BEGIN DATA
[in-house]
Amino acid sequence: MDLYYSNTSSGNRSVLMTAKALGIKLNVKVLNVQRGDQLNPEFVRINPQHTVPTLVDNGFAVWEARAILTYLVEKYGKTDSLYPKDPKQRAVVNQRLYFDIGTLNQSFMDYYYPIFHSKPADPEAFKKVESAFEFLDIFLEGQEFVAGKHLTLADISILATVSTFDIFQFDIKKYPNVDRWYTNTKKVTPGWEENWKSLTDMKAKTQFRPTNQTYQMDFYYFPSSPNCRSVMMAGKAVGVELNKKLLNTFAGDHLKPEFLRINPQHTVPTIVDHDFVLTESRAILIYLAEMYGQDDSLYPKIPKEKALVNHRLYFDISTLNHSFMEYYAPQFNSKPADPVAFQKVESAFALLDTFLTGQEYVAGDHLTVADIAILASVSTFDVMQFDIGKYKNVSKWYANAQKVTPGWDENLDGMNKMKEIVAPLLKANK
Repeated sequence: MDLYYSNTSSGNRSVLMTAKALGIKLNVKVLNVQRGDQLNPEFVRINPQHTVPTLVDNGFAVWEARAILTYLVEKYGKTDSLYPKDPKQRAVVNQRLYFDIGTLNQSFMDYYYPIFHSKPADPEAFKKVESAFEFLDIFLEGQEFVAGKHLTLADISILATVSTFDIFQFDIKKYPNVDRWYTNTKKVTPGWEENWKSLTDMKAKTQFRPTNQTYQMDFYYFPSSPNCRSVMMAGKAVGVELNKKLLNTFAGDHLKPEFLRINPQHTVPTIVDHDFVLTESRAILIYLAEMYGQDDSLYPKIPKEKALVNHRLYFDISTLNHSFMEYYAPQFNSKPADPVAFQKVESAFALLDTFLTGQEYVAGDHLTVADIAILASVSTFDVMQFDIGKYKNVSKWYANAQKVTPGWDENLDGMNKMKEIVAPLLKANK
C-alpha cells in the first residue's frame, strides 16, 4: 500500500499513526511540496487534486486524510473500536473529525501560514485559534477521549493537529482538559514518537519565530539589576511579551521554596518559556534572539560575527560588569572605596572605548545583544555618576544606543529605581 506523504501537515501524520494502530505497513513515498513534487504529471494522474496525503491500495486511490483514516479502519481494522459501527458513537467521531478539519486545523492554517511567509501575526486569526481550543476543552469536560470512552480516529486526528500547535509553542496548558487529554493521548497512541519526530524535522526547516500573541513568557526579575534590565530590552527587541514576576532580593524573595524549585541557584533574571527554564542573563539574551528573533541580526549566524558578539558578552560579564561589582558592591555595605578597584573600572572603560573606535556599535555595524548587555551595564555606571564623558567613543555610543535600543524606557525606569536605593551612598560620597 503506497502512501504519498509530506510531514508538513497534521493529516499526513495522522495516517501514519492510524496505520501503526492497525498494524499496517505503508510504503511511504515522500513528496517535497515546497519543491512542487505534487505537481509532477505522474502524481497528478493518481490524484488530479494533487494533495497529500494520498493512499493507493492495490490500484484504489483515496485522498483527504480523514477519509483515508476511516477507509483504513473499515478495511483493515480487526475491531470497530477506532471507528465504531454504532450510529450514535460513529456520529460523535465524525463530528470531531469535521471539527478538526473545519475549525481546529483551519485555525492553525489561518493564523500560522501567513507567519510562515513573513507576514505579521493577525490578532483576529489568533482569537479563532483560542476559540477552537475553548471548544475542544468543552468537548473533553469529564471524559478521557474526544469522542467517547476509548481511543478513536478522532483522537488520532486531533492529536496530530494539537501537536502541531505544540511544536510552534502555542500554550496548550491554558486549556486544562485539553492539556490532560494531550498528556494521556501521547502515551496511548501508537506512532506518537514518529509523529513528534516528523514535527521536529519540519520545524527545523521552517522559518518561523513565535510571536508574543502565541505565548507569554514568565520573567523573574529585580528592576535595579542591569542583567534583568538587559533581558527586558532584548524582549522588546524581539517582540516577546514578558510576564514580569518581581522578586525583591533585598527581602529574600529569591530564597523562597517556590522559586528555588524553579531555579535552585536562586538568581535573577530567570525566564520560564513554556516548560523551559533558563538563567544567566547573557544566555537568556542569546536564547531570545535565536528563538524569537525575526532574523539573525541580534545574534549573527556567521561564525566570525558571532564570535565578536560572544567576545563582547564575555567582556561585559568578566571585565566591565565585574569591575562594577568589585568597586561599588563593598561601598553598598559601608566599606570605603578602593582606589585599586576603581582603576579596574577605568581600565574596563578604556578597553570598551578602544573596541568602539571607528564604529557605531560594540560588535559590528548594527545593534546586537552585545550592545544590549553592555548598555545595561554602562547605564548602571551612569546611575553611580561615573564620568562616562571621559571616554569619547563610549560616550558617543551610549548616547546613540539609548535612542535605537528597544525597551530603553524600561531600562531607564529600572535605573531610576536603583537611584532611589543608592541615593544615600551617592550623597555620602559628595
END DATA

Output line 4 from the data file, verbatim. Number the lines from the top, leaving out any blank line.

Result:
C-alpha cells in the first residue's frame, strides 16, 4: 500500500499513526511540496487534486486524510473500536473529525501560514485559534477521549493537529482538559514518537519565530539589576511579551521554596518559556534572539560575527560588569572605596572605548545583544555618576544606543529605581 506523504501537515501524520494502530505497513513515498513534487504529471494522474496525503491500495486511490483514516479502519481494522459501527458513537467521531478539519486545523492554517511567509501575526486569526481550543476543552469536560470512552480516529486526528500547535509553542496548558487529554493521548497512541519526530524535522526547516500573541513568557526579575534590565530590552527587541514576576532580593524573595524549585541557584533574571527554564542573563539574551528573533541580526549566524558578539558578552560579564561589582558592591555595605578597584573600572572603560573606535556599535555595524548587555551595564555606571564623558567613543555610543535600543524606557525606569536605593551612598560620597 503506497502512501504519498509530506510531514508538513497534521493529516499526513495522522495516517501514519492510524496505520501503526492497525498494524499496517505503508510504503511511504515522500513528496517535497515546497519543491512542487505534487505537481509532477505522474502524481497528478493518481490524484488530479494533487494533495497529500494520498493512499493507493492495490490500484484504489483515496485522498483527504480523514477519509483515508476511516477507509483504513473499515478495511483493515480487526475491531470497530477506532471507528465504531454504532450510529450514535460513529456520529460523535465524525463530528470531531469535521471539527478538526473545519475549525481546529483551519485555525492553525489561518493564523500560522501567513507567519510562515513573513507576514505579521493577525490578532483576529489568533482569537479563532483560542476559540477552537475553548471548544475542544468543552468537548473533553469529564471524559478521557474526544469522542467517547476509548481511543478513536478522532483522537488520532486531533492529536496530530494539537501537536502541531505544540511544536510552534502555542500554550496548550491554558486549556486544562485539553492539556490532560494531550498528556494521556501521547502515551496511548501508537506512532506518537514518529509523529513528534516528523514535527521536529519540519520545524527545523521552517522559518518561523513565535510571536508574543502565541505565548507569554514568565520573567523573574529585580528592576535595579542591569542583567534583568538587559533581558527586558532584548524582549522588546524581539517582540516577546514578558510576564514580569518581581522578586525583591533585598527581602529574600529569591530564597523562597517556590522559586528555588524553579531555579535552585536562586538568581535573577530567570525566564520560564513554556516548560523551559533558563538563567544567566547573557544566555537568556542569546536564547531570545535565536528563538524569537525575526532574523539573525541580534545574534549573527556567521561564525566570525558571532564570535565578536560572544567576545563582547564575555567582556561585559568578566571585565566591565565585574569591575562594577568589585568597586561599588563593598561601598553598598559601608566599606570605603578602593582606589585599586576603581582603576579596574577605568581600565574596563578604556578597553570598551578602544573596541568602539571607528564604529557605531560594540560588535559590528548594527545593534546586537552585545550592545544590549553592555548598555545595561554602562547605564548602571551612569546611575553611580561615573564620568562616562571621559571616554569619547563610549560616550558617543551610549548616547546613540539609548535612542535605537528597544525597551530603553524600561531600562531607564529600572535605573531610576536603583537611584532611589543608592541615593544615600551617592550623597555620602559628595